Balancing tutoring with other commitments
But tutoring really hasn’t affected my PhD too much as I often have to balance several projects at once. I’m also a qualified Pharmacist so I know how to be efficient with my time. The tutorials take place on university campus so it’s also very convenient for me and I have a good student who really wants to learn, and we have a great dynamic.
The tutorials are mostly student-led. We tend to focus on going over what he has been struggling with in school and in previous tutorials. I then try to bring it all together, this way I don’t have to spend hours planning.
When it comes to planning my tutorials, I go over the topic around thirty to forty minutes beforehand, familiarising myself with it and finding some good questions on different levels to challenge my student. In the session it’s about going through things slowly, making sure he’s taking in what I’m trying to explain and giving examples and testing his understanding as we go along. We also spend some time talking about university life, possible future career paths for him and different courses he could study.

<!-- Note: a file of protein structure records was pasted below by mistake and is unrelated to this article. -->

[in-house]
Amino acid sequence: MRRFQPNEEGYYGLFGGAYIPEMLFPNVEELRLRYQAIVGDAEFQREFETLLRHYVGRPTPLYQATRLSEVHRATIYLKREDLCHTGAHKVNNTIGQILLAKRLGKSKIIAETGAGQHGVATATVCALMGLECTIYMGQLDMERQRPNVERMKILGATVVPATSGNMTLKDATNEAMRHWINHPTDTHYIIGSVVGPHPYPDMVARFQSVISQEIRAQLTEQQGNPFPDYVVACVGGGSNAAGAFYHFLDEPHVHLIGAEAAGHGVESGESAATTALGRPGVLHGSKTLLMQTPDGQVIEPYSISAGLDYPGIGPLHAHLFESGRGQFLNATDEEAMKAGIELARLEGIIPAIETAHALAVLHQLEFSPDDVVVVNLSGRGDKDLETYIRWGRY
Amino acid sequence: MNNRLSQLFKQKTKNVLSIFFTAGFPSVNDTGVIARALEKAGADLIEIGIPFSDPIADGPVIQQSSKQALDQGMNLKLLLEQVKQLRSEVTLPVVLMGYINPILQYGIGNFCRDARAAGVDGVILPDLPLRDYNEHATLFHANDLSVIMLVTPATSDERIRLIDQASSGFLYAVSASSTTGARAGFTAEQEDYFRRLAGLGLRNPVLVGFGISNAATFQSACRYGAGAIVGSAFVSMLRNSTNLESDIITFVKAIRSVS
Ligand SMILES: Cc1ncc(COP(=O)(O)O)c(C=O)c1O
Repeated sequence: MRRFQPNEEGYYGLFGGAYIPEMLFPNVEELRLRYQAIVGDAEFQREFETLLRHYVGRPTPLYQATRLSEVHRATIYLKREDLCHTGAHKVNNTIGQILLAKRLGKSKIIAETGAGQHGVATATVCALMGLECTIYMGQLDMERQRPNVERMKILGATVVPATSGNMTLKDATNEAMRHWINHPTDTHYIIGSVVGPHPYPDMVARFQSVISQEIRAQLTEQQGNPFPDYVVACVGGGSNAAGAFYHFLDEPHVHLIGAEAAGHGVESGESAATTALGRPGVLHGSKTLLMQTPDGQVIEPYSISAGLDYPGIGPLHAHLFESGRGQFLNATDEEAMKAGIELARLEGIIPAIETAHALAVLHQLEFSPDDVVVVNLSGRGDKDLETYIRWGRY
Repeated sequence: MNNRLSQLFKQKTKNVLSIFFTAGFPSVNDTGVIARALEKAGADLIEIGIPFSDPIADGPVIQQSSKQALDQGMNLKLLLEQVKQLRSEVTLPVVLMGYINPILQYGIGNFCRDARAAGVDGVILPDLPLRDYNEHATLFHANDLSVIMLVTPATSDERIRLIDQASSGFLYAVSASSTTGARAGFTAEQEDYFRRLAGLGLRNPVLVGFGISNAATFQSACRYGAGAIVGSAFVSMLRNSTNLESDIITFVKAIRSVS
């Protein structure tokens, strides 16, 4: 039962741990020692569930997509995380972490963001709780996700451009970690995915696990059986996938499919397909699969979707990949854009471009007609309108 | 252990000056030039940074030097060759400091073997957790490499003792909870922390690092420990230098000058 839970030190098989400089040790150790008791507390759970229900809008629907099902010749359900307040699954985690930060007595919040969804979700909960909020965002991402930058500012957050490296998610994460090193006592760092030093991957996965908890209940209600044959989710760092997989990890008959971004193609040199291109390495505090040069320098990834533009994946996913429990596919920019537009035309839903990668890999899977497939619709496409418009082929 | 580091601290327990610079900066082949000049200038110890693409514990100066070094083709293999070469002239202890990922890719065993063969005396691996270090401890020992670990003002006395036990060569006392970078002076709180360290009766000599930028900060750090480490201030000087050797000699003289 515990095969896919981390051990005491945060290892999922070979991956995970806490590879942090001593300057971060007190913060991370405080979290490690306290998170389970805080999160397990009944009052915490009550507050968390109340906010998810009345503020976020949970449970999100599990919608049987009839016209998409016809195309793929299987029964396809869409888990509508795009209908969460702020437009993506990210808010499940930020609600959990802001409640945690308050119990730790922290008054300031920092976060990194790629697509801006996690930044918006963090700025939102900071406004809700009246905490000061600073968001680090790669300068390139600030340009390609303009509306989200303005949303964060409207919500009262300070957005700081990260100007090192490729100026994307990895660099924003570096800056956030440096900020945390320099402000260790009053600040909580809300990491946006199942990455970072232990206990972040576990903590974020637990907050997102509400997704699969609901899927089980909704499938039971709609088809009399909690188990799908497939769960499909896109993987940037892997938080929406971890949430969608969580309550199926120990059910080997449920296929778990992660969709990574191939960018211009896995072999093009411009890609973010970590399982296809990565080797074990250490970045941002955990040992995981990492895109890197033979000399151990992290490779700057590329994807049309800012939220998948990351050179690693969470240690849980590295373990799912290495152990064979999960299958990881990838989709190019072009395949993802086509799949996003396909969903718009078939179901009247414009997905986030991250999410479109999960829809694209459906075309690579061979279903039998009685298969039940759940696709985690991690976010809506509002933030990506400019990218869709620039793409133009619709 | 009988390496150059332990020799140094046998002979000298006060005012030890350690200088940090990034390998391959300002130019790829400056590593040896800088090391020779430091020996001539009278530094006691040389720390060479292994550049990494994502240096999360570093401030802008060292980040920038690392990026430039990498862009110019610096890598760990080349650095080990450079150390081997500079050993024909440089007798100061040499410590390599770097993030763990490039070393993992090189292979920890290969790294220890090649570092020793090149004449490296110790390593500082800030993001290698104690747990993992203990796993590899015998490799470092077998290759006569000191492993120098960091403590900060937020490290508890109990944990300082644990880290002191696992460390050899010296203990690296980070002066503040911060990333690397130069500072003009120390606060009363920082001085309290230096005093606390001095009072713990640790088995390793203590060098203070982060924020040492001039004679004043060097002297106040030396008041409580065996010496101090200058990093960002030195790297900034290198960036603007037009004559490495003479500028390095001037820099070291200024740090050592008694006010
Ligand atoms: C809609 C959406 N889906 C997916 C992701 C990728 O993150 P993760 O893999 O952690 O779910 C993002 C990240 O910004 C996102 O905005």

My advice for other tutors
I would advise other tutors to not overthink these tutorials too much, they definitely need some pre-planning, so you know what’s going on but just to go with the flow of things. I don’t see this as a teacher-student relationship but more as a positive role model sharing my knowledge, trying to help as much as I can. This keeps it quite informal and relaxed and produces a more favourable environment for learning.
The Access Project tutoring has helped me learn more about myself, helping me to better my teaching skills, and to explain difficult concepts in different ways. I look forward to my tutorials as they give me a bit of a break from academic life and allow me to do something different! All in all, I am really enjoying my time tutoring for The Access Project and I am so grateful I began my tutoring journey!